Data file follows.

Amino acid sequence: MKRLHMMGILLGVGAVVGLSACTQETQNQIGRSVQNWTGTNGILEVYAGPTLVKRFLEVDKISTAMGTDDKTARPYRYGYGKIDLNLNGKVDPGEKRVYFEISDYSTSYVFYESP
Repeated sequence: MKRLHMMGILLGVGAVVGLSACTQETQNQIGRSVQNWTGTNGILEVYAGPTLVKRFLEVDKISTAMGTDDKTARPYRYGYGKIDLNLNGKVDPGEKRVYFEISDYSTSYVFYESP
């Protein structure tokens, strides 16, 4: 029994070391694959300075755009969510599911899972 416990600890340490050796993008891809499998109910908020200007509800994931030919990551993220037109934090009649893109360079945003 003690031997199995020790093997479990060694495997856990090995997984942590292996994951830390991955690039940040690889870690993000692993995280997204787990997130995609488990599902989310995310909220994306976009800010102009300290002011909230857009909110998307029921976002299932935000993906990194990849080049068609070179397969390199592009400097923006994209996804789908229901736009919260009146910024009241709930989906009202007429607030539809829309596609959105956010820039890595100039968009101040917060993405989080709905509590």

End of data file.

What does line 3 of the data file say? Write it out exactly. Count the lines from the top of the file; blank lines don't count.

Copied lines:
């Protein structure tokens, strides 16, 4: 029994070391694959300075755009969510599911899972 416990600890340490050796993008891809499998109910908020200007509800994931030919990551993220037109934090009649893109360079945003 003690031997199995020790093997479990060694495997856990090995997984942590292996994951830390991955690039940040690889870690993000692993995280997204787990997130995609488990599902989310995310909220994306976009800010102009300290002011909230857009909110998307029921976002299932935000993906990194990849080049068609070179397969390199592009400097923006994209996804789908229901736009919260009146910024009241709930989906009202007429607030539809829309596609959105956010820039890595100039968009101040917060993405989080709905509590």